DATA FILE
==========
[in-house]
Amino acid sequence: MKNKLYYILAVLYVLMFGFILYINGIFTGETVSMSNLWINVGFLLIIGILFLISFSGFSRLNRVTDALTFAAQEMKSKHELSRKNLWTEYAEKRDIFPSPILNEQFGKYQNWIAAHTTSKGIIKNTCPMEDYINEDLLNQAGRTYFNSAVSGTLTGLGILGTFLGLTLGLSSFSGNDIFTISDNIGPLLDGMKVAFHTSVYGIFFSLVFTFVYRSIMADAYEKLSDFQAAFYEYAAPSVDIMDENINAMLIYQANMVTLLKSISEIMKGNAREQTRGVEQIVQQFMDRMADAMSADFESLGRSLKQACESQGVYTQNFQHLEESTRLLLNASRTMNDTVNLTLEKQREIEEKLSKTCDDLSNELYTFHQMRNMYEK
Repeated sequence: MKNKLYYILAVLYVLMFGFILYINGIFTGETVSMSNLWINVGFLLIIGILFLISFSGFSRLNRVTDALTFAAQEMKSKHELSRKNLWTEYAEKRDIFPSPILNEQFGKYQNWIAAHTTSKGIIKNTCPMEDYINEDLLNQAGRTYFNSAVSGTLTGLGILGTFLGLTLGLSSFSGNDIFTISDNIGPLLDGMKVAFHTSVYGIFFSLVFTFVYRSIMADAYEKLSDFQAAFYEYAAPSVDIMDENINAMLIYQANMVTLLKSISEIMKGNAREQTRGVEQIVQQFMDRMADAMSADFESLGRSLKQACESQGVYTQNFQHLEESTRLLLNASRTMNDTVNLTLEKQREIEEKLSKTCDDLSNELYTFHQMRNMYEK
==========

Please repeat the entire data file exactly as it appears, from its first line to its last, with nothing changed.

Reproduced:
[in-house]
Amino acid sequence: MKNKLYYILAVLYVLMFGFILYINGIFTGETVSMSNLWINVGFLLIIGILFLISFSGFSRLNRVTDALTFAAQEMKSKHELSRKNLWTEYAEKRDIFPSPILNEQFGKYQNWIAAHTTSKGIIKNTCPMEDYINEDLLNQAGRTYFNSAVSGTLTGLGILGTFLGLTLGLSSFSGNDIFTISDNIGPLLDGMKVAFHTSVYGIFFSLVFTFVYRSIMADAYEKLSDFQAAFYEYAAPSVDIMDENINAMLIYQANMVTLLKSISEIMKGNAREQTRGVEQIVQQFMDRMADAMSADFESLGRSLKQACESQGVYTQNFQHLEESTRLLLNASRTMNDTVNLTLEKQREIEEKLSKTCDDLSNELYTFHQMRNMYEK
Repeated sequence: MKNKLYYILAVLYVLMFGFILYINGIFTGETVSMSNLWINVGFLLIIGILFLISFSGFSRLNRVTDALTFAAQEMKSKHELSRKNLWTEYAEKRDIFPSPILNEQFGKYQNWIAAHTTSKGIIKNTCPMEDYINEDLLNQAGRTYFNSAVSGTLTGLGILGTFLGLTLGLSSFSGNDIFTISDNIGPLLDGMKVAFHTSVYGIFFSLVFTFVYRSIMADAYEKLSDFQAAFYEYAAPSVDIMDENINAMLIYQANMVTLLKSISEIMKGNAREQTRGVEQIVQQFMDRMADAMSADFESLGRSLKQACESQGVYTQNFQHLEESTRLLLNASRTMNDTVNLTLEKQREIEEKLSKTCDDLSNELYTFHQMRNMYEK